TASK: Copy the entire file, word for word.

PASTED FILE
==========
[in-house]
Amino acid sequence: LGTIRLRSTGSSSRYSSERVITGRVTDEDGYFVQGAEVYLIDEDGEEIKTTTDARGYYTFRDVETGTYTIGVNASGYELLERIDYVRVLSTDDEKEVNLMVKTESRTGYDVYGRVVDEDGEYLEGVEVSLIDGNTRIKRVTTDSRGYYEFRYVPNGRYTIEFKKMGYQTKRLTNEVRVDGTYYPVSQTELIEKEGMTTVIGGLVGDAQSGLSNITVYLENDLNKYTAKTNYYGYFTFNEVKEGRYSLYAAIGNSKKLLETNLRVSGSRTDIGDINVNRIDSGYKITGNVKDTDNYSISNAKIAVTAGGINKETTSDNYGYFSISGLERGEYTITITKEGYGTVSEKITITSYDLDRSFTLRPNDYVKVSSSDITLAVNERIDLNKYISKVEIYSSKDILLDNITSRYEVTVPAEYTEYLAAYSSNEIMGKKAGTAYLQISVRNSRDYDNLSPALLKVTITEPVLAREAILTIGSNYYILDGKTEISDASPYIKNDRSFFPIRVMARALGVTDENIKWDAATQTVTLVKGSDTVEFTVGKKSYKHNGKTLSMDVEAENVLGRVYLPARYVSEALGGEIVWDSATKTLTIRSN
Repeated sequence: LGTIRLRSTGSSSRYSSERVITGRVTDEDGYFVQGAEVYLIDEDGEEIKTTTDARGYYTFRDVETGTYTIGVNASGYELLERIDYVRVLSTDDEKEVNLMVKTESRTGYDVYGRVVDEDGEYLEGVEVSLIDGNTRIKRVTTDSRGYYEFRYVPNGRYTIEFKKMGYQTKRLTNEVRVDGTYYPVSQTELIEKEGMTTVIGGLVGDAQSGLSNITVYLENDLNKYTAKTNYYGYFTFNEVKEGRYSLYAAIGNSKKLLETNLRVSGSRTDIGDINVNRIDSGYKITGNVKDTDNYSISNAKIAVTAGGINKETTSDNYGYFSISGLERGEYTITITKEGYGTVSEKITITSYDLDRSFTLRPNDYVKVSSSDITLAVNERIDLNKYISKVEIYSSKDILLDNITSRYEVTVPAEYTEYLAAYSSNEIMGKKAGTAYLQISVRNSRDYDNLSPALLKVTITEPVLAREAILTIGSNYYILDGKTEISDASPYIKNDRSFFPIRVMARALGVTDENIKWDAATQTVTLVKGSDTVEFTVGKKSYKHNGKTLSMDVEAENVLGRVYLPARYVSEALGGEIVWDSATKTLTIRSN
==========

[in-house]
Amino acid sequence: LGTIRLRSTGSSSRYSSERVITGRVTDEDGYFVQGAEVYLIDEDGEEIKTTTDARGYYTFRDVETGTYTIGVNASGYELLERIDYVRVLSTDDEKEVNLMVKTESRTGYDVYGRVVDEDGEYLEGVEVSLIDGNTRIKRVTTDSRGYYEFRYVPNGRYTIEFKKMGYQTKRLTNEVRVDGTYYPVSQTELIEKEGMTTVIGGLVGDAQSGLSNITVYLENDLNKYTAKTNYYGYFTFNEVKEGRYSLYAAIGNSKKLLETNLRVSGSRTDIGDINVNRIDSGYKITGNVKDTDNYSISNAKIAVTAGGINKETTSDNYGYFSISGLERGEYTITITKEGYGTVSEKITITSYDLDRSFTLRPNDYVKVSSSDITLAVNERIDLNKYISKVEIYSSKDILLDNITSRYEVTVPAEYTEYLAAYSSNEIMGKKAGTAYLQISVRNSRDYDNLSPALLKVTITEPVLAREAILTIGSNYYILDGKTEISDASPYIKNDRSFFPIRVMARALGVTDENIKWDAATQTVTLVKGSDTVEFTVGKKSYKHNGKTLSMDVEAENVLGRVYLPARYVSEALGGEIVWDSATKTLTIRSN
Repeated sequence: LGTIRLRSTGSSSRYSSERVITGRVTDEDGYFVQGAEVYLIDEDGEEIKTTTDARGYYTFRDVETGTYTIGVNASGYELLERIDYVRVLSTDDEKEVNLMVKTESRTGYDVYGRVVDEDGEYLEGVEVSLIDGNTRIKRVTTDSRGYYEFRYVPNGRYTIEFKKMGYQTKRLTNEVRVDGTYYPVSQTELIEKEGMTTVIGGLVGDAQSGLSNITVYLENDLNKYTAKTNYYGYFTFNEVKEGRYSLYAAIGNSKKLLETNLRVSGSRTDIGDINVNRIDSGYKITGNVKDTDNYSISNAKIAVTAGGINKETTSDNYGYFSISGLERGEYTITITKEGYGTVSEKITITSYDLDRSFTLRPNDYVKVSSSDITLAVNERIDLNKYISKVEIYSSKDILLDNITSRYEVTVPAEYTEYLAAYSSNEIMGKKAGTAYLQISVRNSRDYDNLSPALLKVTITEPVLAREAILTIGSNYYILDGKTEISDASPYIKNDRSFFPIRVMARALGVTDENIKWDAATQTVTLVKGSDTVEFTVGKKSYKHNGKTLSMDVEAENVLGRVYLPARYVSEALGGEIVWDSATKTLTIRSN